ALPHA Camp, one of Asia’s leading tech and startup schools, officially launched its Singapore campus on October 28th 2016. The event took place in the GovTech Hive office at the Sandcrawler building, and brought together a panel of some of the biggest names in the local tech industry to discuss how to bridge the tech talent gap – both in Singapore, and across the region. Here are some of the highlights…

The Singapore Government Sets Its Sights on Becoming the “Silicon Valley of South East Asia”

Gabriel Lim, the CEO of the Info-communications Media Development Authority (IMDA) of Singapore, reiterated the importance of being nimble and agile in developing Singapore’s digital economy – similarly to the philosophy behind many tech startups. In fact, Singapore itself is similar to a startup: it had a small team led by a founder with great visions, had to run on scarce resources, and speed-hacked their way to developed nation status after only three decades of independence.

Singapore understands the importance of technology to innovate and transform everything from the economy to socio-political affairs, and is therefore committed to investing in tech-based companies, initiatives, and education programs such as ALPHA Camp. In his opening remarks, Mr Lim lamented that there is an insufficient supply of tech talent to meet the rising demands of the industry. With major companies such as Google, Facebook, Uber, and Lucasfilm setting up their headquarters in Singapore, as well as numerous local startups, it is unfortunate that more people aren’t taking up tech skills.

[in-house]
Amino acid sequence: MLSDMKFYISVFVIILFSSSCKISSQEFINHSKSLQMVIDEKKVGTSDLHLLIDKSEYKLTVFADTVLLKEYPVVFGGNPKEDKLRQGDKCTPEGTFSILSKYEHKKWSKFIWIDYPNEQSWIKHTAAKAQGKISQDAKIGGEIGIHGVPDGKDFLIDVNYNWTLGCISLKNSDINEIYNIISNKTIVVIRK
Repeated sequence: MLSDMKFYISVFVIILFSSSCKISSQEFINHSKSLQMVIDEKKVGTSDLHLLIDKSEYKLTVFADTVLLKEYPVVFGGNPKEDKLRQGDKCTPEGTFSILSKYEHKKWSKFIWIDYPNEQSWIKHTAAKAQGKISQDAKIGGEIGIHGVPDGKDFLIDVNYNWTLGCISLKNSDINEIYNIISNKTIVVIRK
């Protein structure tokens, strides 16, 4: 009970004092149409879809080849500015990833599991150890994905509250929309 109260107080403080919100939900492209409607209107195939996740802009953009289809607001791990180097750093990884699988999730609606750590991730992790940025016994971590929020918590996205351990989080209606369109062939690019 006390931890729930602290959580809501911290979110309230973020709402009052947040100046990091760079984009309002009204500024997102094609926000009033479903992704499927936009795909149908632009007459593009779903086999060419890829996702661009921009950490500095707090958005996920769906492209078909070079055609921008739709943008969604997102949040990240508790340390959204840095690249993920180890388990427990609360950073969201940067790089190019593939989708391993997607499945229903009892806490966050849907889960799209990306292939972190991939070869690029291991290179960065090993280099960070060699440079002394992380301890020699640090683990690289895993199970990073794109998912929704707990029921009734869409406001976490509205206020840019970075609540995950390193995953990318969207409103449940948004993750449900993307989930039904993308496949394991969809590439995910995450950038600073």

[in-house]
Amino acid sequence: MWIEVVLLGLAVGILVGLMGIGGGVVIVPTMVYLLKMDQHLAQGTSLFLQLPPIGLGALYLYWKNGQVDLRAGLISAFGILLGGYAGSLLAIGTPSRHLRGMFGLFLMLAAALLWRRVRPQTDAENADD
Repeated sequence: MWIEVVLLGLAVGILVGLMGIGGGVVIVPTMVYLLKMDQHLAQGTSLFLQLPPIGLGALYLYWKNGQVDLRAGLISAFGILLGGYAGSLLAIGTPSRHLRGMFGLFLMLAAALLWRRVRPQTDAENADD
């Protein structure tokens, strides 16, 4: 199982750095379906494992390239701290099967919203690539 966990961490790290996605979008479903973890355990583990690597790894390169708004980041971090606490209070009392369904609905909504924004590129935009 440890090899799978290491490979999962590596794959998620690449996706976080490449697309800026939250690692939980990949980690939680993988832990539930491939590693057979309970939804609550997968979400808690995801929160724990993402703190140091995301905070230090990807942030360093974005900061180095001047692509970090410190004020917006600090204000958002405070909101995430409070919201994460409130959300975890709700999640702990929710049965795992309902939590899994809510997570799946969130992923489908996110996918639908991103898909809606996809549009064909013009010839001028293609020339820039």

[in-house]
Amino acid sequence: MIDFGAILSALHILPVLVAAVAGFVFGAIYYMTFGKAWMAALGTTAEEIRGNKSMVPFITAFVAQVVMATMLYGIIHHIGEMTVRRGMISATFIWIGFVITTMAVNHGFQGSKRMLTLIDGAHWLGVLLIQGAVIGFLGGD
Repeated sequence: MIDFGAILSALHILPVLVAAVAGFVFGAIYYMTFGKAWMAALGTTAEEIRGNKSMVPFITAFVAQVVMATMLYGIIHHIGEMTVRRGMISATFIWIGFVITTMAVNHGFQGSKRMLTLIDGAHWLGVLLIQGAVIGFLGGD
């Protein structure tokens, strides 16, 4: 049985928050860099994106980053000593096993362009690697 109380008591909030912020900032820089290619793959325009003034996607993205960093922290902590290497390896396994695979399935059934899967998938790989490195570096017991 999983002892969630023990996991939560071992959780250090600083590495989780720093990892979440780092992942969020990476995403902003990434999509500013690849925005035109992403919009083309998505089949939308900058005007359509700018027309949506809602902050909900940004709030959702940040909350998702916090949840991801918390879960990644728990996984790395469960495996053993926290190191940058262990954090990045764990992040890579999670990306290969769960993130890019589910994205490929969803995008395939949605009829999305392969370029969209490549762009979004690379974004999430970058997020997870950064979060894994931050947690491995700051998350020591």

Tech schools like ALPHA Camp assist in raising the level of local quality tech talent, in turn helping to realize Singapore’s vision of becoming “The Silicon Valley of South East Asia”.

The Talent Needed for the New Generation of Tech Companies

After the opening remarks by Mr. Lim, Mark Englehart Evans, SVP, Head of Innovation Management, Digital Innovations Group at DBS Bank, spoke about the importance of developing empathy, resourcefulness, and agility into the economy’s culture. In order to build a successful product, a company needs to understand customers’ problems and therefore develop useful solutions to those problems. In order to cope with a rapidly-changing economy, a company has to be resourceful, quick-thinking, and agile, and able to innovate and change their ways quickly.